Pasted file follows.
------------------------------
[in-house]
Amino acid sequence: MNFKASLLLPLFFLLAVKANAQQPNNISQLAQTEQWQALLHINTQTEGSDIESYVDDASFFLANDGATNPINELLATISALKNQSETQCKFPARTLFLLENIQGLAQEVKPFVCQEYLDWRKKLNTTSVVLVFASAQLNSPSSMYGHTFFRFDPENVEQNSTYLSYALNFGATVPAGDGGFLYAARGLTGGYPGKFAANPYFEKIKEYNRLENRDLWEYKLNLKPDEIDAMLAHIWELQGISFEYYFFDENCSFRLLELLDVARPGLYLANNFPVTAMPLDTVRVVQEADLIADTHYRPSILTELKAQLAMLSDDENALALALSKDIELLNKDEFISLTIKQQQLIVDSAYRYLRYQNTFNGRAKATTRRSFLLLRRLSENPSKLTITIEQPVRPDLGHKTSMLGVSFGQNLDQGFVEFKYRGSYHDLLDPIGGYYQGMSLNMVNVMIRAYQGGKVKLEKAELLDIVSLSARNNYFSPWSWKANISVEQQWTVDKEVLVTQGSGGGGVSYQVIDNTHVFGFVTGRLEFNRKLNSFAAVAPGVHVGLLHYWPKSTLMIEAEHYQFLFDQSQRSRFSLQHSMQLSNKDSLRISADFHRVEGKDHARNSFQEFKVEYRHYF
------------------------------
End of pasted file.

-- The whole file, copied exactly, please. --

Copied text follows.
[in-house]
Amino acid sequence: MNFKASLLLPLFFLLAVKANAQQPNNISQLAQTEQWQALLHINTQTEGSDIESYVDDASFFLANDGATNPINELLATISALKNQSETQCKFPARTLFLLENIQGLAQEVKPFVCQEYLDWRKKLNTTSVVLVFASAQLNSPSSMYGHTFFRFDPENVEQNSTYLSYALNFGATVPAGDGGFLYAARGLTGGYPGKFAANPYFEKIKEYNRLENRDLWEYKLNLKPDEIDAMLAHIWELQGISFEYYFFDENCSFRLLELLDVARPGLYLANNFPVTAMPLDTVRVVQEADLIADTHYRPSILTELKAQLAMLSDDENALALALSKDIELLNKDEFISLTIKQQQLIVDSAYRYLRYQNTFNGRAKATTRRSFLLLRRLSENPSKLTITIEQPVRPDLGHKTSMLGVSFGQNLDQGFVEFKYRGSYHDLLDPIGGYYQGMSLNMVNVMIRAYQGGKVKLEKAELLDIVSLSARNNYFSPWSWKANISVEQQWTVDKEVLVTQGSGGGGVSYQVIDNTHVFGFVTGRLEFNRKLNSFAAVAPGVHVGLLHYWPKSTLMIEAEHYQFLFDQSQRSRFSLQHSMQLSNKDSLRISADFHRVEGKDHARNSFQEFKVEYRHYF